One of the most frequent comments is “But you had another mother (i.e. your adopted mother), what difference does a birth mother make?”.
There are studies which demonstrate that spending even just a day with their birth mother massively benefits a baby’s long term emotional wellbeing; as well as studies which show just how connected a baby is to their birth mother, from before the birth. Newborn babies are able to identify their birth mother from a line-up of women; it’s utterly illogical to me to claim that a baby has no real connection to or need for the person that has carried him/her for 9 months before entering this world.
Whilst I almost instantly disliked the title of Nancy Newton Verrier’s first book about adoption, The Primal Wound, it is eye-opening, and highly recommended reading for anyone who has experience of adoption, whether as a birth parent, an adopter or adoptee.
She very clearly outlines the key emotional challenges faced by most (all?) people who’ve been adopted, namely: Abandonment, separation and rejection.
Alongside these, there are others which have delightfully made themselves known to me over the past few months such as choice, belonging, control, trust, knowing and no doubt a few more to come!
The experience of these is like being hit by a tsunami wave of emotion and during this wave, it’s like wearing a pair of glasses or goggles through which everything – every relationship, every event, every conversation – is experienced…
- The lens of rejection – When you’re looking through the lens of rejection, every tiny little thing feels like a rejection…someone not calling you back is you being rejected, someone not being on time to meet you is you being rejected, someone not answering a text message in a ‘timely’ manner is you being rejected.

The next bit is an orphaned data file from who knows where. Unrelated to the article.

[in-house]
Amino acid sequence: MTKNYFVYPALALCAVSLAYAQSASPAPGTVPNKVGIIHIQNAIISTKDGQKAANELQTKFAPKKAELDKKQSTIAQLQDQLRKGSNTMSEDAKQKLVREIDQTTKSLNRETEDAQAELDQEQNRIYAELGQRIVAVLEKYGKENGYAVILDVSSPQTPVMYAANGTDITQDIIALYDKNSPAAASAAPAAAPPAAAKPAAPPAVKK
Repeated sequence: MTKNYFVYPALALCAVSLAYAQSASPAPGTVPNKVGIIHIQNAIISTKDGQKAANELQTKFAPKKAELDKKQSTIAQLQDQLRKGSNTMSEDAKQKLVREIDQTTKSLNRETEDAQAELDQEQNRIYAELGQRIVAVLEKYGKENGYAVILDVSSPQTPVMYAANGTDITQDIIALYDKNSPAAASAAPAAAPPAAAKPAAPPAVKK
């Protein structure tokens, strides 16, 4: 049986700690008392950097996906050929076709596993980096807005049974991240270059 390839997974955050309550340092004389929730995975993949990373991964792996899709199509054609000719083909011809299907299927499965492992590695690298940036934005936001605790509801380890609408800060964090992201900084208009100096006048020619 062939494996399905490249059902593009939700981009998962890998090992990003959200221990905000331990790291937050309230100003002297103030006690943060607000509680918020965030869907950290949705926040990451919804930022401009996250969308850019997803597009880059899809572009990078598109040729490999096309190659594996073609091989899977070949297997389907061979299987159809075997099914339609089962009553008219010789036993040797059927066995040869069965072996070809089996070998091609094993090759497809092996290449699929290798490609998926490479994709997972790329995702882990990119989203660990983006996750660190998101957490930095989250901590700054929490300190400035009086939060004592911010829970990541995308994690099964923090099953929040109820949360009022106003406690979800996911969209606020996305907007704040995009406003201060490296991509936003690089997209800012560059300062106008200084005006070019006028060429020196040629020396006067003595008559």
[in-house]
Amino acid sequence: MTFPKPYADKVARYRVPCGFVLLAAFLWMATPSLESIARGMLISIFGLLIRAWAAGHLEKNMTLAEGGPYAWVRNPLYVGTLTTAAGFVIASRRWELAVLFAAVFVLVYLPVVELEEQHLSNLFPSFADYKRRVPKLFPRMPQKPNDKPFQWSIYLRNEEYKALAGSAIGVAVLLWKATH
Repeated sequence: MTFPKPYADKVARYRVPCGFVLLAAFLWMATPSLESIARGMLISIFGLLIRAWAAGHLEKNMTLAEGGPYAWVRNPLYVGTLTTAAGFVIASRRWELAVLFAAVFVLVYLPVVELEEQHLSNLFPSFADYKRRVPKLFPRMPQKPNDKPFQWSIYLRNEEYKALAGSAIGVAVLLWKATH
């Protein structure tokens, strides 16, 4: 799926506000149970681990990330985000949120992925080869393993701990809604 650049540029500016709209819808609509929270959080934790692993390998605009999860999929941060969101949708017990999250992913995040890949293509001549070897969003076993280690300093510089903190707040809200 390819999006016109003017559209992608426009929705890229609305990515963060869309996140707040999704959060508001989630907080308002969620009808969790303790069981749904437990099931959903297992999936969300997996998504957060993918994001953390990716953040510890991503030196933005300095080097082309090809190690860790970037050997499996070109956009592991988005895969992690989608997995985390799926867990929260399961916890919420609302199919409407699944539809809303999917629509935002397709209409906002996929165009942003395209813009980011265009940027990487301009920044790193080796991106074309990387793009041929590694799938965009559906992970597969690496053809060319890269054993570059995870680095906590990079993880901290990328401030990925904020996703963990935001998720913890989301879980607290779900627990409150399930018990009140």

- The lens of separation – When you’re looking through the lens of separation, being apart from loved ones hurts sometimes even for the smallest duration of time. To be able to separate from them you might sometimes engineer an argument, so you can be angry at the person you’re going to be separated from in order to actually be apart from them. It’s not fun nor fair and yet it’s sometimes the only means of coping you have.
- The lens of abandonment – coupled closely with separation, when you’re looking through the lens of abandonment, someone who storms off in the heat of an argument has abandoned you. Even someone dying is another experience of abandonment, no matter how unfair this may seem on the person who died!
During the waves, you’re hit with feelings of anger, shame, hurt and grief:
- Anger at being rejected, hurt and abandoned.
- Shame for wanting to be seen, for wanting to be heard, for wanting to be noticed, for wanting to be wanted and for wanting to be loved.
- Hurt and grief at the loss(es) you’ve experienced.
I’ve been asked – when I’ve shared how this feels for me – why on earth I’m doing this! It’s not fun to feel the pain and hurt that’s been buried for years and yet it feels necessary. If I’m going to put me first, I need to know who the me is that I’m putting first…the real me.
* Please note that none of this is unique to being adopted…
Much of this also applies if you decide to deep dive into your own origins and some of the pivotal events of your life which have no doubt shaped who you are today. It is most certainly a journey of self discovery, to understand who you are, why you are how you are, and whether you can/want to change some of this. Are you game? 😉